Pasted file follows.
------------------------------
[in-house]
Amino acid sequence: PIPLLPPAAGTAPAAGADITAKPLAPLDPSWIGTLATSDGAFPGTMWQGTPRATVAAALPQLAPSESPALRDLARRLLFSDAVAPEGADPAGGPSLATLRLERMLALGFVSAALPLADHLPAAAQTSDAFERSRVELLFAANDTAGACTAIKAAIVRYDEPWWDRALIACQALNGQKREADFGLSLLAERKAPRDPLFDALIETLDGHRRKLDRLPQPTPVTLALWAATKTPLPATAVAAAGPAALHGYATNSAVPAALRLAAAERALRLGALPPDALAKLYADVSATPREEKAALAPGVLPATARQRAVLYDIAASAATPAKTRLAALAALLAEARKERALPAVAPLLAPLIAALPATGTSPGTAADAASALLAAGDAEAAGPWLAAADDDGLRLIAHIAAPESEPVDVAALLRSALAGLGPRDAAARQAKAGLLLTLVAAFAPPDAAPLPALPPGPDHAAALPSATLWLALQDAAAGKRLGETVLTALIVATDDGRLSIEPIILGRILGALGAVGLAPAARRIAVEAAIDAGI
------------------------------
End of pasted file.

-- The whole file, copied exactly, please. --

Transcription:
[in-house]
Amino acid sequence: PIPLLPPAAGTAPAAGADITAKPLAPLDPSWIGTLATSDGAFPGTMWQGTPRATVAAALPQLAPSESPALRDLARRLLFSDAVAPEGADPAGGPSLATLRLERMLALGFVSAALPLADHLPAAAQTSDAFERSRVELLFAANDTAGACTAIKAAIVRYDEPWWDRALIACQALNGQKREADFGLSLLAERKAPRDPLFDALIETLDGHRRKLDRLPQPTPVTLALWAATKTPLPATAVAAAGPAALHGYATNSAVPAALRLAAAERALRLGALPPDALAKLYADVSATPREEKAALAPGVLPATARQRAVLYDIAASAATPAKTRLAALAALLAEARKERALPAVAPLLAPLIAALPATGTSPGTAADAASALLAAGDAEAAGPWLAAADDDGLRLIAHIAAPESEPVDVAALLRSALAGLGPRDAAARQAKAGLLLTLVAAFAPPDAAPLPALPPGPDHAAALPSATLWLALQDAAAGKRLGETVLTALIVATDDGRLSIEPIILGRILGALGAVGLAPAARRIAVEAAIDAGI